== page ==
It has been suggested that a suspicious transaction refers to conduct which because of the circumstances, have reached a level of suspicion sufficient to identify a criminal offence ( Gold and Levi, 1994, p. 89 ). As such, in considering a transaction to be suspicious, a banker cannot be expected to know the exact nature of the criminal offence or that the particular funds were definitely those arising from a crime.

For Malaysian banks, FIU in Bank Negara Malaysia (BNM, 2005 )6 provides a wide range of examples of suspicious transactions in Appendix III of the Sectoral Guidelines. This can be divided into seven sub-headings, i.e. cash transactions; accounts; international banking and trade finance; employees and agents; private banking and trust services; secured and unsecured lending; and credit cards7. It appears that these examples provide some guidance for a basis of suspicion. However, since a suspicion is a subjective fact, it can be said that identifying suspicious transaction is not an easy task. Even if more examples were given, it is doubtful whether they can cover the entire range of suspicious transactions.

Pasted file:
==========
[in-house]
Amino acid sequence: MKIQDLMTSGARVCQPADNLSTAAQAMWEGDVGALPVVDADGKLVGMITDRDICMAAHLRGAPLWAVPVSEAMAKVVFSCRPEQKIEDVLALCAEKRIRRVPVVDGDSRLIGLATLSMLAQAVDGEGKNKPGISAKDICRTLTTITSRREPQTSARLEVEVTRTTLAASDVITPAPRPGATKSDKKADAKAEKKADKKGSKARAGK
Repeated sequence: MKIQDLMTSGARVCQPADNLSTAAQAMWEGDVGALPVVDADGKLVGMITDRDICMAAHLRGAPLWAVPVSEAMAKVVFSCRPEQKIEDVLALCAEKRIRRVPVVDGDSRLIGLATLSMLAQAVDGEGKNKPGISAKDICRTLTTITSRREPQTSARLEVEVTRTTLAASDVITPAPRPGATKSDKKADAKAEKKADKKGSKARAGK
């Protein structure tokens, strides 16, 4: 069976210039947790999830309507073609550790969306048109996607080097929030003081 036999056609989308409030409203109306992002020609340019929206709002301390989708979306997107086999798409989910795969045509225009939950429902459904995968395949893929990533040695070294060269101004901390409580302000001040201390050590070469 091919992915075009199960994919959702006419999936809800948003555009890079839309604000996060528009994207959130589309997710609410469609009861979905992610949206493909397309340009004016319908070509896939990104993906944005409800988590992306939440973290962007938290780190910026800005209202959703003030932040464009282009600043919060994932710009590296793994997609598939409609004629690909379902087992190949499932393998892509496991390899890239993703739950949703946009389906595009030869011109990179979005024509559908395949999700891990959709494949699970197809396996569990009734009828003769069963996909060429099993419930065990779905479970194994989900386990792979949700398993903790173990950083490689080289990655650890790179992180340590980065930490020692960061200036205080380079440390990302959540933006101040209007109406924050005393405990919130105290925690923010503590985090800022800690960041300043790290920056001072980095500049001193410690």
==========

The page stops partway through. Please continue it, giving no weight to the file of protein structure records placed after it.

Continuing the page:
Furthermore, a high level of caution must be in place when there is money laundering or terrorism financing risk. However, the level of such caution must not be so restrictive as to impede day to day financial dealing. The Standard Guidelines provide that banks must consider submitting a STR when it is unable to complete the customer due diligence process on any new or existing customer that is unreasonable evasive or uncooperative. In this respect, banks must decide based on normal commercial criteria and its internal policy8.

It must be borne in mind that an ineffective STR regime will lead to mistaken reporting and defensive reporting. This would result in a...